Truth, upholding it and understanding it, shows us that we have more choices than what terror wants us to believe. It reminds you that a supremacist ideology is flawed putting your beliefs into proper scope with additional realities. Presenting or facilitating the truth also holds people accountable.
Love revolves around manifesting the best in and with people, which includes celebrating them as they are and the effort, history, and legacy that surrounds them in its most humane light. You can look at it in subtle forms like the discipline it takes to prepare meals for your kids even when you’re dead tired, care for the state of society, or consider the camaraderie and solidarity earned from common hardship and purpose.
Love is one of the most powerful motives used for framing purpose. Military boot camps in part are designed to cultivate an iteration of love — in terms of camaraderie — among service members and for the country. Simon Sinek, an anthropologist focused on leadership, cites similar examples in several of his talks. If you spend time speaking with service members, veterans, or yourself served you probably hear this too.
Coincidentally, scientists notice love and hate share many neurological pathways in common. What distinguishes a lively hate group from a healthy successful organization is the way they force dependent relationships and control information. But they start out and often frame their cause in terms of loving an identity, or protecting who they are. The rest of the hallmarks of their process actually mirror characteristics you’d see in healthy organizations that would appear in a Zappos/Delivering Happiness case study.
As a nation, the same applies: beyond taking care of the basics, don’t react to terrorism out of fear — else you play into someone else’s game by doing so. Focus on the things people would do in the first place when combat isn’t imminent: joy, truth, and love. It draws people to the righteous reality from their own volition, or asserts the truth without necessarily escalating violence.
But I keep returning to the general concept that making choices for death and life presents us. Major turning points basically revolved around thinking: “what’s something worthy of dying for/living for?” there’s more to say about the question itself, but that was a big starting point for my life in 2012.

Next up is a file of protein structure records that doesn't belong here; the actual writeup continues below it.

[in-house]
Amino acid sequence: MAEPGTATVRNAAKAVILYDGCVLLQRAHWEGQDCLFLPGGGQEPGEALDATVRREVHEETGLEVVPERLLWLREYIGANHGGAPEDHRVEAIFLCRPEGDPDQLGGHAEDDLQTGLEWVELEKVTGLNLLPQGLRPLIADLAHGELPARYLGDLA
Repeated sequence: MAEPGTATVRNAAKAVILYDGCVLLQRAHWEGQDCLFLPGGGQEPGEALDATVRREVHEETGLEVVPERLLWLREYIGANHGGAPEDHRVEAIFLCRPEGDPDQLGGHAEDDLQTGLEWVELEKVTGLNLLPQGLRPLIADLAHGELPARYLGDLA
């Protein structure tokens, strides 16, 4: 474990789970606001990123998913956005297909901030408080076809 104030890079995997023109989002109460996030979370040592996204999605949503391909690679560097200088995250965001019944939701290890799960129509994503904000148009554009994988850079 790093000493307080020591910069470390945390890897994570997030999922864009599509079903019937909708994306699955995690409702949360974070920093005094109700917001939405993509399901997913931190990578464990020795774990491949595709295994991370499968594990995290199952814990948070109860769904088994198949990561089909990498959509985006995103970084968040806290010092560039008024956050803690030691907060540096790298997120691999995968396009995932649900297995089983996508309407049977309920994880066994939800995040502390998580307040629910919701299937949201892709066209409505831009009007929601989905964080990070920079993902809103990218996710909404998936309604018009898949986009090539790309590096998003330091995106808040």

Last year I met a wonderful woman who demonstrated the same idea but with an opposite (in my opinion, much healthier) approach — I’m still working on going about it from a joyous angle but it’s the same goal as far as living fully is concerned.
On “fail faster”
Example of common narratives around “fail faster” — I may or may not have a tendency to attempt living ideas to straw-man proportions, if you must try in that fashion too, don’t do it the way I did. Resilience comes from the ability to rebound instead:
What would have been nice to hear more often with “fail fast”
I especially wish this was something I read in 2014 to affirm some of my own questions about the slogan, but it’s nice to see today now that I’m reading up on how other people looked at it. Also note that someone created an entire company/consulting practice around “fail forward” — focused on dissecting failures. I guess it was bound to happen:
Three Chords: Joy, Truth, and Love (song excerpt by Markita Moore)
[side note for those following our band’s progress: we’ve finalized the recording, moving to fundraise for filming a video with the students who sang in the song and coordinate its release with the video, ideally around October]
Humor in education (need to follow embedded links within this article for the research):
Humor in Education via the APA, learning — it seems mostly focused on higher education, I’ve yet to read in-depth for source articles, etc.:
Other iterations of love, many Latin rather than Greek, a good framework, I think Ubuntu should be considered too though it’s of African origin:
Military — trust, co-operation as interpreted by Simon Sinek in his research referenced multiple times in his talks:
Simon Sinek speaking on “Why Leaders Eat Last”:
First-hand story on service leadership from Lt. Col. Drowley (the A-10 pilot mentioned in Simon Sinek’s book and talk, “Why Leaders Eat Last”):
Recovering from hate: how hate groups function and the neurological wiring behind love/hate
Delivering Happiness, p. 173 Happiness Framework 1:
On choosing worthy reason(s) to die. Also contains practical instruction for one-strike swordsmanship (iaido) in addition to the philosophical context that informed/s the martial art: Flashing Steel, Second Edition: Mastering Eishin-Ryu Swordsmanship by Masayuki Shimabukuro (Author), Leonard Pellman (Author)
[seek out the second edition, supposedly a worthy improvement from an already excellent first edition]
This post originally appeared at: https://wordpress.com/post/iandtran.wordpress.com/3271